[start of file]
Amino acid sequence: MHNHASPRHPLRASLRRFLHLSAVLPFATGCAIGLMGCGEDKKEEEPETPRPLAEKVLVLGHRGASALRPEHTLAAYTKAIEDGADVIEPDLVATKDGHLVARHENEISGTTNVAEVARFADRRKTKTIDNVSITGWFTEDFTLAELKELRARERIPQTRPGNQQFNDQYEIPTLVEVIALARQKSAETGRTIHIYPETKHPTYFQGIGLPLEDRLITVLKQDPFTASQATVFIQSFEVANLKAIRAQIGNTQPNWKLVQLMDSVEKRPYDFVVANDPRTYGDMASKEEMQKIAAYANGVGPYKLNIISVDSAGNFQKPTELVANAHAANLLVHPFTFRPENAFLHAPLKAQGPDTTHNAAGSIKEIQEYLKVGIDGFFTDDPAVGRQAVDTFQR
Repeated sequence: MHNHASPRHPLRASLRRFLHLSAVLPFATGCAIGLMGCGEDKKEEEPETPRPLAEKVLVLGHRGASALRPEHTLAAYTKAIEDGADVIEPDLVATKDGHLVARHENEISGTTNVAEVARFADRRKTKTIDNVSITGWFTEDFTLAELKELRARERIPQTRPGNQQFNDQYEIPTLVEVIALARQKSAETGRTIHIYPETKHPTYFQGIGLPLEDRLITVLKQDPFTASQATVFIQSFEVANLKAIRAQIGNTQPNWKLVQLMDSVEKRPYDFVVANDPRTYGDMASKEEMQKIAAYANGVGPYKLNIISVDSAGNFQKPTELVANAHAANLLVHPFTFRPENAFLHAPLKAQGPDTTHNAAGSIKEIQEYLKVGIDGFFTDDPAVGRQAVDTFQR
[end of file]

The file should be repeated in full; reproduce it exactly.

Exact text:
Amino acid sequence: MHNHASPRHPLRASLRRFLHLSAVLPFATGCAIGLMGCGEDKKEEEPETPRPLAEKVLVLGHRGASALRPEHTLAAYTKAIEDGADVIEPDLVATKDGHLVARHENEISGTTNVAEVARFADRRKTKTIDNVSITGWFTEDFTLAELKELRARERIPQTRPGNQQFNDQYEIPTLVEVIALARQKSAETGRTIHIYPETKHPTYFQGIGLPLEDRLITVLKQDPFTASQATVFIQSFEVANLKAIRAQIGNTQPNWKLVQLMDSVEKRPYDFVVANDPRTYGDMASKEEMQKIAAYANGVGPYKLNIISVDSAGNFQKPTELVANAHAANLLVHPFTFRPENAFLHAPLKAQGPDTTHNAAGSIKEIQEYLKVGIDGFFTDDPAVGRQAVDTFQR
Repeated sequence: MHNHASPRHPLRASLRRFLHLSAVLPFATGCAIGLMGCGEDKKEEEPETPRPLAEKVLVLGHRGASALRPEHTLAAYTKAIEDGADVIEPDLVATKDGHLVARHENEISGTTNVAEVARFADRRKTKTIDNVSITGWFTEDFTLAELKELRARERIPQTRPGNQQFNDQYEIPTLVEVIALARQKSAETGRTIHIYPETKHPTYFQGIGLPLEDRLITVLKQDPFTASQATVFIQSFEVANLKAIRAQIGNTQPNWKLVQLMDSVEKRPYDFVVANDPRTYGDMASKEEMQKIAAYANGVGPYKLNIISVDSAGNFQKPTELVANAHAANLLVHPFTFRPENAFLHAPLKAQGPDTTHNAAGSIKEIQEYLKVGIDGFFTDDPAVGRQAVDTFQR